How to choose the best slow cooker
A slow cooker lets you create tasty, healthy meals with the minimum of fuss. We help you choose the best slow cooker for you with our guide to essential features to consider when shopping for the perfect model.
A delicious meal can be accomplished with even the most basic slow cooker
Cheap to buy and economical to run, slow cookers are great for cooking budget cuts of meat – and as you don’t need to add any oil, the end results are healthier too. Deciding to buy a slow cooker is an easy decision, but choosing the perfect model for you can be harder. Our guide explains everything you need to consider when shopping for the best one.
How much should I pay for a slow cooker?
A basic slow cooker can be bought for as little as £15 or you can pay up to £100 for a premium slow cooker model. More expensive slow cookers have extra features such as timers or sear functions, but a delicious slow-cooked meal can be accomplished with even the most basic model.
What size slow cooker do I need?
Slow cookers come in a range of sizes, with capacity measured in litres. For one or two people, a slow cooker with a capacity of 3 litres is perfect, while a mid-sized model with a capacity of 3 to 5 litres will provide three or four servings. For larger families or for batch-cooking meals to freeze later, look for a large model that has a capacity of 5 or 6 litres.
Bear in mind that slow cookers work best when not full and the actual usable capacity of a model is around two thirds of its stated capacity. So for a slow cooker that boasts a capacity of 3.5 litres, the usable cooking space will only be around 2 litres.
What shape should I buy?
Slow cookers come in round or oval shapes. Whole chickens and large pieces of meat such as brisket or shoulder fit better in an oval-shaped slow cooker, while a round-shaped model is well suited for soups, stews and casseroles.
Essential slow cooker features
Typically, the more you pay for a slow cooker, the more features it comes with. Knowing which features are worth paying can help you decide which slow cooker is right for you. Here’s our guide to handy slow cooker features.
- Indicator light Not all slow cookers have lights and if they do, what they indicate can vary, so check the manual. The light on a slow cooker can be just a power light, for example, rather than anything more sophisticated.
- Pot material Most are ceramic and porcelain, although there are some metal crocks, too. All work well at conducting heat but look for one that’s easy to clean.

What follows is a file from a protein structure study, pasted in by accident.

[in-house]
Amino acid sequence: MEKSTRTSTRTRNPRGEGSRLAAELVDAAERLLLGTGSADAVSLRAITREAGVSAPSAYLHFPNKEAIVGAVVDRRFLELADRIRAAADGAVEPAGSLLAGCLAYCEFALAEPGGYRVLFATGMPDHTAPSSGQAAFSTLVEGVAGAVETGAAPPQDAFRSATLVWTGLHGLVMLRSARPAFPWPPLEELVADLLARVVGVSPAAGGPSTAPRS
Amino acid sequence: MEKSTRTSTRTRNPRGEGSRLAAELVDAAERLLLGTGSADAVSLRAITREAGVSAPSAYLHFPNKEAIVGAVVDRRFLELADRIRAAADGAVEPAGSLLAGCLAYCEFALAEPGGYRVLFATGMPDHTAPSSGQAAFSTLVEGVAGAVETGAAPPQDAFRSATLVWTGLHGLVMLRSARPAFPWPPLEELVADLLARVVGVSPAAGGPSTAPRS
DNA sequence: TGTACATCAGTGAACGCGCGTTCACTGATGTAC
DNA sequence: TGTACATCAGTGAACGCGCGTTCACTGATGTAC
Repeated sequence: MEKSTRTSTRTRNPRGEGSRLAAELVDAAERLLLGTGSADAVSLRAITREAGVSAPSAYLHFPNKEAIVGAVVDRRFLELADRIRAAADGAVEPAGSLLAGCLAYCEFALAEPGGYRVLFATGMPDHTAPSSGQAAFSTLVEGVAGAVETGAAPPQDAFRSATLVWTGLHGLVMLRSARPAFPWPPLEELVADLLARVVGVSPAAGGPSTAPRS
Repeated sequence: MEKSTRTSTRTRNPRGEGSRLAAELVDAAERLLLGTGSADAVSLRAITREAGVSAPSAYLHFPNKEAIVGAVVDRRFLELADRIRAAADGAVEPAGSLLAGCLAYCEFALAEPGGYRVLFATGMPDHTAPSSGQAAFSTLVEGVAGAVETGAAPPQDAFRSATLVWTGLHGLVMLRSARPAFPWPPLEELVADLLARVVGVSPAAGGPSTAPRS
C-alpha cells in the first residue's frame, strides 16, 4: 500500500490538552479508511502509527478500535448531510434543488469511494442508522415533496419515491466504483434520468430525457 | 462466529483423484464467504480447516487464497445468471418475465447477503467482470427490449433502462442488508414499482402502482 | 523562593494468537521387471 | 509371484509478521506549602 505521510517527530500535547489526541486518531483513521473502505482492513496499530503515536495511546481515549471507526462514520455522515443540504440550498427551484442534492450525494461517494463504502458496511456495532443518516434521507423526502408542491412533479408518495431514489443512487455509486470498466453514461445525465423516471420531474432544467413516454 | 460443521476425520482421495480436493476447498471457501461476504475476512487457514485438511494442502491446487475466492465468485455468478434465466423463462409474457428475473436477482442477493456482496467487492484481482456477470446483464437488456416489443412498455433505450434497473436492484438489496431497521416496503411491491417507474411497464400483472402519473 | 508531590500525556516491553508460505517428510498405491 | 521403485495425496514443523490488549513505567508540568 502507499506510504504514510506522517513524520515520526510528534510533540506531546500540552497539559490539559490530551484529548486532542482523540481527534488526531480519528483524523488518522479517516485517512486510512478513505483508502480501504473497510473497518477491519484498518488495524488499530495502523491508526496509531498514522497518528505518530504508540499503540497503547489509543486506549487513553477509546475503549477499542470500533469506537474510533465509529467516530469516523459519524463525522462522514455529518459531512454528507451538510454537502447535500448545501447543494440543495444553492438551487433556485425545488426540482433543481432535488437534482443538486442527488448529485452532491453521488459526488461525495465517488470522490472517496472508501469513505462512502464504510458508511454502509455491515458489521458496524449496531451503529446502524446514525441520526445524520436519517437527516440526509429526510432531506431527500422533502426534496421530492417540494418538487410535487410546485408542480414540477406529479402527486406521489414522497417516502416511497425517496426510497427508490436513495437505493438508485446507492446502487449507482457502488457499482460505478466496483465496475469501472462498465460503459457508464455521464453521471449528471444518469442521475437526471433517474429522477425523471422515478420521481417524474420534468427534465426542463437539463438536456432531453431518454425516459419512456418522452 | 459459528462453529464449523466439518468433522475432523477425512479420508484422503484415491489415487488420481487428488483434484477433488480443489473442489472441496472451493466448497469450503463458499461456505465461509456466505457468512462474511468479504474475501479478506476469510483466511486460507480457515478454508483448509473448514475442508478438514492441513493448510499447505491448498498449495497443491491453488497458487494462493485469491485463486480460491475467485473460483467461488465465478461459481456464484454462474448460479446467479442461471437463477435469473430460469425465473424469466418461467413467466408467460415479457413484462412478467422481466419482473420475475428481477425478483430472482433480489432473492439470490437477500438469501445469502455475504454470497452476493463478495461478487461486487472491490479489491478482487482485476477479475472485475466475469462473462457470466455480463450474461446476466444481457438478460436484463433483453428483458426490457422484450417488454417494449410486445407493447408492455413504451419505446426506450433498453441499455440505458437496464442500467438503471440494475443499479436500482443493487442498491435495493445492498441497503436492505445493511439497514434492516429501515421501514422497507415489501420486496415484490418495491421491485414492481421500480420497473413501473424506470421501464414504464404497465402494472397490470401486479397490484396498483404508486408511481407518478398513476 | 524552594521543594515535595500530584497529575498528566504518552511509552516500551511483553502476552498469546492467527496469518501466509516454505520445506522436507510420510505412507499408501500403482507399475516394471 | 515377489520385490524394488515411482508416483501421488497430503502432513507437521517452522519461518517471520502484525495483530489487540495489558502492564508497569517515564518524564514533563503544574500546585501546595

- Glass lids When using a slow cooker, it’s best to avoid opening the lid as this extends the cooking time. A glass lid lets you see how the cooking is progressing.
- Sear function Some slow cookers let you brown meats or sautée vegetables in the same pot that’s used for slow cooking. This works in one of two ways: either with a sear setting that lets you brown food before switching to slow cooking or by using the pot directly on the hob before inserting it back into the slow cooker. Although this means one less pan to wash up, it’s not an essential feature especially if you’re on a budget.
- Timer A timer is a useful feature, if you’re not at home when the slow cooker finishing cooking. Once the cooking time set on the timer has finished, the slow cooker switches to a keep warm function to stop food overcooking.
- Keep warm function Whether linked to a timer or not, a warming function is useful for keeping food at a safe temperature without overcooking it. Handy for dinner parties or for when you’re out of the house longer than intended.
- Auto cook Usually an option more expensive models, the slow cooker starts by heating on high and once a high temperature is reached, it automatically switches to the low setting.
- Programmes Some slow cookers have digital programming units that can be set to cook for a set number of hours, temperatures or according to the type of food being cooked, then automatically switch to a warm setting.
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The material is for general information only and does not constitute investment, tax, legal, medical or other form of advice. You should not rely on this information to make (or refrain from making) any decisions. Always obtain independent, professional advice for your own particular situation.